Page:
In comparison to all previous efforts, the current effort has yielded a faultless voter list, one that is computerised, consisting of a data-base of 80 million 500 thousand 723 voters with photographs and fingerprints. It has cost only Tk 424 crore, one-third of the 2005 estimate, and has been successfully completed in a mere 11 months. The Election Commission was the sponsor and the coordinating agency, the Bangladesh army was the operational agency. Together they coordinated the huge logistics in a “very tight time frame”, as Major General Shafiqul Islam, Military Secretary, Bangladesh Army, said in an interview to find Biometrics, `we required 12,000 laptops to be deployed throughout the country, 8,000 printers, paper, toner, train a staff of 18,000 computer and enrollment personnel, in a situation where on an average data was collected on 300,000 to 400,000 people daily.’ The resulting electoral rolls, perhaps one of the largest electronic databases in the world, will definitely be the largest among developing countries.
A survey of the voter registration process funded by the UK Department for International Development (DFID) announced it to be of international standard, in the words of one of the consultants, “a list of quality no less than that of America or England.” The UN is said to be considering replicating this model in other developing countries.
The current voter list, as one of the national English dailies commented in its editorial, is “a priceless gift to the nation.”
The National ID Card, `an offshoot’
The EC project was titled the Preparation of Electoral Roll with Photographs and Facilitating the Issuance of National Identity (ID) Card. In the words of Mike DePasquale, Chief Executive Officer of BIO-Key International Inc, a US-based company which is a leader in finger-based biometric identification and wireless public safety, the NID was “an offshoot” of the voter registration project — a “co-operative venture” between BIO-Key in the US, Tiger IT in Bangladesh, and the Bangladesh army.
Brigadier General (Retired) Shahedul Anam Khan, a defence analyst, thinks the government did well to undertake both projects simultaneously. Up to a stage, “the modalities involved for the preparation of both” like basic data collection and cross checking, are similar. The ID Card was a “spin-off,” which, if it had been put off for later, would have cost more.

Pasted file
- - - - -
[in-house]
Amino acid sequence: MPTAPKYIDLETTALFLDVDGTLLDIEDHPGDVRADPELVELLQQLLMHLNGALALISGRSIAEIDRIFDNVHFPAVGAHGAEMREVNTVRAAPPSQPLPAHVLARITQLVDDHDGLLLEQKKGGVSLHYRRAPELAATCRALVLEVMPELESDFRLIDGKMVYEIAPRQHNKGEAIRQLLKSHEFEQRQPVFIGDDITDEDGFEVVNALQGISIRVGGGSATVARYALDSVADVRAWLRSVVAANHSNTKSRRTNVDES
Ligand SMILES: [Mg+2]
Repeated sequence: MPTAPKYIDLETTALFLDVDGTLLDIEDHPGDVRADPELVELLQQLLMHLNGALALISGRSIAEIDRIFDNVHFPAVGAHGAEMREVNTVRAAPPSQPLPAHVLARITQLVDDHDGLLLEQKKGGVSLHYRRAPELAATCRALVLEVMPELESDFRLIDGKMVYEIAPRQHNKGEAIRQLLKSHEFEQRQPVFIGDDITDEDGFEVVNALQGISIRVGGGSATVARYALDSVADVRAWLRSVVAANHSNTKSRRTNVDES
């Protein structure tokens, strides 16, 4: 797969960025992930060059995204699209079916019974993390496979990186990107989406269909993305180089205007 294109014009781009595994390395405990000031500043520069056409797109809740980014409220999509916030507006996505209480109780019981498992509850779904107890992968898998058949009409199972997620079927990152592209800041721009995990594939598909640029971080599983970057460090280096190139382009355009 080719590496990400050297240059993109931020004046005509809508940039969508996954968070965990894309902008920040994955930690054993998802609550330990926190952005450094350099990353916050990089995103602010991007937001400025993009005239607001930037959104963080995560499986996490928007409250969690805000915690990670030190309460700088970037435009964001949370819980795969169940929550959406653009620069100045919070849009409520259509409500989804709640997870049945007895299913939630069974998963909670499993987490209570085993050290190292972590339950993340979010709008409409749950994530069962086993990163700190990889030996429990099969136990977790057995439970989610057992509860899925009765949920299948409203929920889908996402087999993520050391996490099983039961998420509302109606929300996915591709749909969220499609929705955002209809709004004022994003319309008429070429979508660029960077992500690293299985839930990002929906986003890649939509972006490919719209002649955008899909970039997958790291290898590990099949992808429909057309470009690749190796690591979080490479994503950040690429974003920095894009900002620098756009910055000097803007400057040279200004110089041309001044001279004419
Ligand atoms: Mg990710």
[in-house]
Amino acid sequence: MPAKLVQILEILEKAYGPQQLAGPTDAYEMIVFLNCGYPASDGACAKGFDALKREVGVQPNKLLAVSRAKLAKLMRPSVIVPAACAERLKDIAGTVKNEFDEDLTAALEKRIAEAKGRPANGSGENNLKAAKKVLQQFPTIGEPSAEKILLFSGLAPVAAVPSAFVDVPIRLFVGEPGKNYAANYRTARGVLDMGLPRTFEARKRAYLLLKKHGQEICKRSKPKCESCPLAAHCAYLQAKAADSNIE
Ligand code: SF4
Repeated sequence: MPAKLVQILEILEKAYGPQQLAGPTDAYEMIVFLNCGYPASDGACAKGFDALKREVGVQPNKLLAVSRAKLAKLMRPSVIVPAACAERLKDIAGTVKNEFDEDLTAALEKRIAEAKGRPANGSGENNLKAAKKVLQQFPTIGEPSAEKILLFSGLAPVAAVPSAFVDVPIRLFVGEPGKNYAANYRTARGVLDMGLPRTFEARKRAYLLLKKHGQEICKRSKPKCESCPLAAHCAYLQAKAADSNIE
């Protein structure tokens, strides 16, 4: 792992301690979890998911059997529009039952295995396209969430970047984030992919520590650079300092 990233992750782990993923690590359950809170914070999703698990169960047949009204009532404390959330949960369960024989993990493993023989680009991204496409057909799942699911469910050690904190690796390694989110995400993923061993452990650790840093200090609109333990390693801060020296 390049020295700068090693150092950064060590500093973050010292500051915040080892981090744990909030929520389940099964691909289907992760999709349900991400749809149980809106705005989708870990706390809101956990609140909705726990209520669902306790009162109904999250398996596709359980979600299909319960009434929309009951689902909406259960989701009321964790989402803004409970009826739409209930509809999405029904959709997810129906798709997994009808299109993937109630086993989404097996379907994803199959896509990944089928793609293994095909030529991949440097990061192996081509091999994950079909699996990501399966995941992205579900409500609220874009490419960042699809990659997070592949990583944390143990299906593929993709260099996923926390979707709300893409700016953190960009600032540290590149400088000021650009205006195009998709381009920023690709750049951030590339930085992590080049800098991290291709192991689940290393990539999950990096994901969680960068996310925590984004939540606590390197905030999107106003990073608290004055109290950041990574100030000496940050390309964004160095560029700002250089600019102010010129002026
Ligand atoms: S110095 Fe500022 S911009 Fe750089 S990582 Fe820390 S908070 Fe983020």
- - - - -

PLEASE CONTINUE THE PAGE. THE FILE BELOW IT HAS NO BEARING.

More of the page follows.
But, for people on the ground, the two were not as separable. M Sakhawat Hussain, one of the Election Commissioners, puts it in words closer to how we, as potential voters, experienced it, “No one will be listed as a voter without the registration of the name on the electoral roll and no one will get the national ID card.”
Advocates of e-government are also advocates of national ID cards, for instance Farooq Sobhan, M. Shafiullah and others write in a Study of eGovernment in Bangladesh (Bangladesh Enterprise Institute, April 2004), “Bangladesh should take active steps to initiate a project for national ID” because it will provide an important base for the provision of eGovernment services “efficiently and in a personalized way,” to citizens who will have unique ID numbers. I came across several Bangladeshi bloggers who seemed to hold similar views. According to one, it would be “a solution to many problems,” a national database would hold information from voter lists to tax records, it would make easier many tasks from machine-readable passports to criminal investigations. According to another, the digitisation of national-level information would make governance procedures “more scientific.”
The EC has drafted an ordinance making national ID cards mandatory for citizens, ?for getting any services from the government, its departments and institutions or from any statutory government offices.’ Twenty two services are listed, these include the issuance and renewal of passport, driving licence, trade licence, tax identification number, business identification number and bank account. It also states that nobody will get government subsidy facilities, allowance and relief if they do not have identity cards. Very recently, the council of advisors approved the formation of the National Identity Registration Authority Ordinance 2008. It authorises the home ministry to provide national ID cards. Under the proposed ordinance, the EC will hand over all information that has been collected — data and biometric features of the citizens — to NIRA, a statutory body. The ordinance declares false information, forgery, having more than one ID card a criminal offence, punishable by three months to seven years rigorous imprisonment, along with monetary fines.